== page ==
Northwood voters on Tuesday will decide whether to approve a .25 increase in the municipal income tax.
The income tax rate, currently at 1.5 percent, would increase to 1.75 percent if the measure is approved.
City officials in the last year have made drastic cuts in personnel and services as a result of a reduction of income tax revenue collected due to the poor economy.
Council during the summer debated the need for a tax increase, as well as other options, including charging residents for refuse collection, and reducing or eliminating tax credits to residents who work outside the city.
Council several weeks ago rejected the latter two options, and approved placing the 25 percent municipal income tax increase for three years on Tuesday’s ballot. The revenue would provide funds for capital improvements, capital reinvestment and operating expenses.
Mayor Mark Stoner told The Press last week that choosing to place the measure on the ballot was the better option because it allows residents to decide whether to contribute more payroll taxes instead of the alternatives of more budget cuts, paying a refuse collection fee, or having tax credits reduced or eliminated. Council has the authority to bill residents for refuse collection and eliminate or reduce the tax credit.
Oregon city council on Monday will consider a contract with the Maumee Valley Habitat for Humanity to provide $40,000 of Community Housing Improvement Program (CHIP) funds for the construction of two single family homes in the city.
If passed, the city will pay $40,000, or $20,000 per house, to Maumee Valley Habitat for Humanity to enable two eligible families chosen by Habitat to become homeowners.
“They will probably use this money either to purchase the lot that they will build the houses on, or for some of the construction costs,” Finance Director Kathy Hufford, said at a committee of the whole meeting Oct. 18.
Households selected must have a gross family income at or below 65 percent of the current area median income for the city. Households must complete Habitat homebuyer counseling training and perform volunteer labor hours prior to occupancy.
Construction and loan closings are to be completed by August 31, 2012.
Daily, thousands are flocking to local Internet cafes in scenes reminiscent of European cafes. The cafes are becoming a gathering place in urban neighborhoods.
Oregon resident Marvin Dabish owns three cafes — one at 3555 Navarre Avenue next to Buffalo Wild Wings in Oregon, at 213 Main Street in East Toledo, and at 536 South Reynolds Road in South Toledo. Like many others, the East Toledo cafe is open 24 hours.
Marvin is president of Players Club Internet Cafe, and his brother Robert Dabish is involved with the marketing. They operate a total of 13 cafes in Ohio and Georgia. In Ohio, they also operate cafes in Columbus, Springfield, Fremont, Fostoria, and Findlay.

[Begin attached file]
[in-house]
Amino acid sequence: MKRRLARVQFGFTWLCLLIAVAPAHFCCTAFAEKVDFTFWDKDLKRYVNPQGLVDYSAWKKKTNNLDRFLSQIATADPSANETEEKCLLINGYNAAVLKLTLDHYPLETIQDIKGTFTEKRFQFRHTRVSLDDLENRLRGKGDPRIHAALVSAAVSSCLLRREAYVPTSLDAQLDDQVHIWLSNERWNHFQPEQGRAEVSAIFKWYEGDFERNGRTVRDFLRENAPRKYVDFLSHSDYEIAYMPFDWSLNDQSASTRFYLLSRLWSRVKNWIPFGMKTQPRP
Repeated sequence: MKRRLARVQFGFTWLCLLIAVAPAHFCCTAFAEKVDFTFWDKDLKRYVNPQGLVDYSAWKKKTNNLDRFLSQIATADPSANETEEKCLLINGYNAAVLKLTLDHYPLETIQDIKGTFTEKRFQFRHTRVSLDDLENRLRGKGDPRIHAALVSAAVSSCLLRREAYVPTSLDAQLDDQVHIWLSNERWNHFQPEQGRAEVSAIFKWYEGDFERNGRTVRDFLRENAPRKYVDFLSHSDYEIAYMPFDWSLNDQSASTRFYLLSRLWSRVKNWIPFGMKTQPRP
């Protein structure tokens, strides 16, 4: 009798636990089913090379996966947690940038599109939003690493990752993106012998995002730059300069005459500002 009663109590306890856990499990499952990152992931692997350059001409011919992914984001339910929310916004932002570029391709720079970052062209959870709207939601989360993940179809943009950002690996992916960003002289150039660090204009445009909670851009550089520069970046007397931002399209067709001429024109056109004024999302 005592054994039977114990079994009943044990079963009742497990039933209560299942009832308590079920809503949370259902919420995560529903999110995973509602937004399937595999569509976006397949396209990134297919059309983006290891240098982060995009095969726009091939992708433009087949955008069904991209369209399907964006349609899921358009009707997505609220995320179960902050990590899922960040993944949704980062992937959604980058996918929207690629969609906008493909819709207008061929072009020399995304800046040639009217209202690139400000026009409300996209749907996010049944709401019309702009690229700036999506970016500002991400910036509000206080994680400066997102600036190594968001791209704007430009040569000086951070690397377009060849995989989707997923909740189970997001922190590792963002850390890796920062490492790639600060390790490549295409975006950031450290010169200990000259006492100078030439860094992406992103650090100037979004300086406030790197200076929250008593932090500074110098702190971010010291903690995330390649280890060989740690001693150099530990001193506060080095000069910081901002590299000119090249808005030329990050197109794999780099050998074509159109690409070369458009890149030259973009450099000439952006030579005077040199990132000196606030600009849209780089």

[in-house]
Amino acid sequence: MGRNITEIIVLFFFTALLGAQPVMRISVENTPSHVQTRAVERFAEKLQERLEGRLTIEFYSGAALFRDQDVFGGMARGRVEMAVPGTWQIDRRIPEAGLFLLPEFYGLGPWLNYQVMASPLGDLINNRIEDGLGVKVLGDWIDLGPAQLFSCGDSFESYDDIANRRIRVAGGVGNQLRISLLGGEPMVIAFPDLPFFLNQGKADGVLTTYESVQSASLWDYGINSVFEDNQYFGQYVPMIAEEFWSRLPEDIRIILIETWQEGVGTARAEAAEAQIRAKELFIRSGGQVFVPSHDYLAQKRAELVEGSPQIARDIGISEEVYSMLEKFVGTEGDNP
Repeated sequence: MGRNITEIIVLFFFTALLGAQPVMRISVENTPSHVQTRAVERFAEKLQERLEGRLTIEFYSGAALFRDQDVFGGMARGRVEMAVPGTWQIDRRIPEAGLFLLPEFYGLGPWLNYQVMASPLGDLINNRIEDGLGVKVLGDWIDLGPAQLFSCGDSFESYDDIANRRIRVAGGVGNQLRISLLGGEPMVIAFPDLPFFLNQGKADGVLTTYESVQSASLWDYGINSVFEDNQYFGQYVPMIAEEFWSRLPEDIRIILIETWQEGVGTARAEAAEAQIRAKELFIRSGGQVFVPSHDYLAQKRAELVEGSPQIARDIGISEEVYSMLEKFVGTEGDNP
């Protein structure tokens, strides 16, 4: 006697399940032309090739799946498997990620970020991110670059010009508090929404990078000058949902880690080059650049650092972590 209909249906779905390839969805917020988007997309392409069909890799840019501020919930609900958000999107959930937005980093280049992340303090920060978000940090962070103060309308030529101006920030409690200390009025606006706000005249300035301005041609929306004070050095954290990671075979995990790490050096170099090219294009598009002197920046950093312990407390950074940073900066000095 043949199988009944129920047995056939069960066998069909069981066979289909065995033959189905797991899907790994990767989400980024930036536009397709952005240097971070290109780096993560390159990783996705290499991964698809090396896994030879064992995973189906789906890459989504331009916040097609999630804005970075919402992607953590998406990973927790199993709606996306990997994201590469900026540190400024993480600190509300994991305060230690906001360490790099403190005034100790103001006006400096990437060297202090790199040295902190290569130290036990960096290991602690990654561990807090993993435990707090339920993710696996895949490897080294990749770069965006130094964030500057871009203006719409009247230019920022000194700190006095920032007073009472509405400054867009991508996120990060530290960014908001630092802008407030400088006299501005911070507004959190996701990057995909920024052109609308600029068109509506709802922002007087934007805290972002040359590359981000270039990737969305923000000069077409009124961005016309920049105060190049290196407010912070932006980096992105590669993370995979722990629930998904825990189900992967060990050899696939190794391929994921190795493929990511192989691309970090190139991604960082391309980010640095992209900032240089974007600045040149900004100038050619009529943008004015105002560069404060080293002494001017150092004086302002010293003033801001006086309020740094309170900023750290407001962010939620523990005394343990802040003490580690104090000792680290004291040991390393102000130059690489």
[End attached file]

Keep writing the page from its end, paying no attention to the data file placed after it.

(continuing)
Four cafes are owned by Marvin, and the others are franchised. Marvin says they would like to have as many as 50 operating someday.
Marvin, who ran for mayor in Oregon and lost in the primary to then-incumbent Marge Brown and current mayor Mike Seferian, also owns Toledo Food Center grocery store on Main Street in East Toledo.
The brothers say the grocery business requires long hours and hard work, and the cafes are an extension of that business.
The second Denny’s restaurant in Wood County will open Sunday, October 31, 8:00 pm at the Flying J Travel Plaza at 26415 Warns Road in Perrysburg, just off Interstate 280 at exit 16.
The new restaurant is one of 140 locations opening in Flying J Travel Centers across the country during the next two years. Denny’s also plans to open approximately 50 restaurants over the next several years in Pilot Travel Centers.
“We’re excited to bring another Denny’s restaurant to the residents of Perrysburg and Wood County,” Jack Thompson, owner of the new Denny’s in Perrysburg, said. “Denny’s is an American favorite, and we expect our restaurant’s 24-hour operation and menu variety to appeal to both local residents and visitors alike.”
Northwood City Council on Oct. 14 continued to debate the need for more budget cuts, with some questioning whether further cuts could be made without having a serious impact on city services.
Council several weeks ago approved placing a .25 percent municipal income tax increase for three years on the November ballot to counter sluggish income tax revenue collected by the city in the last year. The revenue would provide funds for capital improvements, capital reinvestment and operating expenses.
The city, which currently has a 1.5 percent income tax rate, would see the rate rise to 1.75 percent if the proposal passes.
Council has made deep cuts in the budget and in personnel in nearly every department, including police, fire, and streets, this year.
As Election Day looms, Council President Jim Barton, who is opposed to a tax increase, thought more could be cut from the budget.